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NOTICE: A greatly expanded and PROFUSELY ILLUSTRATED version of this material is being prepared as an ebook - watch this space for availability announcements.

Identifying the Location in Old Landscape Photographs

Look closely at the image, both sides, any mount it is on, etc. See if you can narrow the date using clues we discuss elsewhere for dating images. See if there is any photographer's imprint, inscription or other clues. If you find any, use those criteria to narrow your search.

To identify the location of a landscape image, you need to first question why the photographer took that image -- what about it was interesting enough to attract attention? There is usually some outstanding feature -- a rock formation, river, mountain or other feature -- most often near the center of the image -- that was the focal point for the photograph.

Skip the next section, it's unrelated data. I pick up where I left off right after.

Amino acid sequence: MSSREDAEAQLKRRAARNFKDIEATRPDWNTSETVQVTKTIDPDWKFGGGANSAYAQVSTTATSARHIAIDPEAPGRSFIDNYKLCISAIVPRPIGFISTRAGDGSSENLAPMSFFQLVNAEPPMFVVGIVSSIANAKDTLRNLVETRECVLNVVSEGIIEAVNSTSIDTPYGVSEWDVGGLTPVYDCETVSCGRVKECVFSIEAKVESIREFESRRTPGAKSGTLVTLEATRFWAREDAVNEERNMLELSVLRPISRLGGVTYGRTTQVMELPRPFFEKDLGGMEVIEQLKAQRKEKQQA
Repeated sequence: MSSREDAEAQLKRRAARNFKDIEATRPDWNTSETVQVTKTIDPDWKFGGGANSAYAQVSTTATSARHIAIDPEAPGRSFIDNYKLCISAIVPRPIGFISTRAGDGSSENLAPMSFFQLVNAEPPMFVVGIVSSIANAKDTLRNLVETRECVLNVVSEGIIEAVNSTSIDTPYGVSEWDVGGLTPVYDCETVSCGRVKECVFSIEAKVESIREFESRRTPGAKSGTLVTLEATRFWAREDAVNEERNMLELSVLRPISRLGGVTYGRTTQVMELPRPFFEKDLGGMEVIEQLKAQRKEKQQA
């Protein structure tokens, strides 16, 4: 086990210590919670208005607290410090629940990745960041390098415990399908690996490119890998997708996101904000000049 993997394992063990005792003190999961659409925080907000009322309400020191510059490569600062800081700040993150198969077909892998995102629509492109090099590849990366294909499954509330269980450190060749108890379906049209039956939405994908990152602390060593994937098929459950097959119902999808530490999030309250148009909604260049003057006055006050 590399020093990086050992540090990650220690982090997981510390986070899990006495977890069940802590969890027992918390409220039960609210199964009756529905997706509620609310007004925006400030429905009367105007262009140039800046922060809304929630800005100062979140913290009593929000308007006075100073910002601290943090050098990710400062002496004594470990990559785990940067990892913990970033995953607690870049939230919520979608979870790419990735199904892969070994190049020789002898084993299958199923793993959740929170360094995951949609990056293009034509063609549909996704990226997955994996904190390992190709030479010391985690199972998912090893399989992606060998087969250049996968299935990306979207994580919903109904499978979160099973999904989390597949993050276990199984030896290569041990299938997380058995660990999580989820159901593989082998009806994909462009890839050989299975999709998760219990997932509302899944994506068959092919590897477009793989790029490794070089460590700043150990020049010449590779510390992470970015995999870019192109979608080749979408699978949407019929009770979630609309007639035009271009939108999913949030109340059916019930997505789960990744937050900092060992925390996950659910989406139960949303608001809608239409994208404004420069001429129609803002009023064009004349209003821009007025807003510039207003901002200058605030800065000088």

If there is something particularly distinctive about the view, try to put it into words, then use a photographic search engine to look for matching views online. Thus, is you have an image of a geyser, search for geyser images online, and see if any match yours, or at least are similar enough to deserve further investigation.

In cases where the subject is a cultural feature, such as a sod shanty or railroad track, your odds of finding a match or much lower, but search anyhow, you might get lucky. Or you might find that a particular photographer was known for similar images, so their work might deserve further scrutiny.

NOTICE: A greatly expanded and PROFUSELY ILLUSTRATED version of this material is being prepared as an ebook - watch this space for availability announcements.





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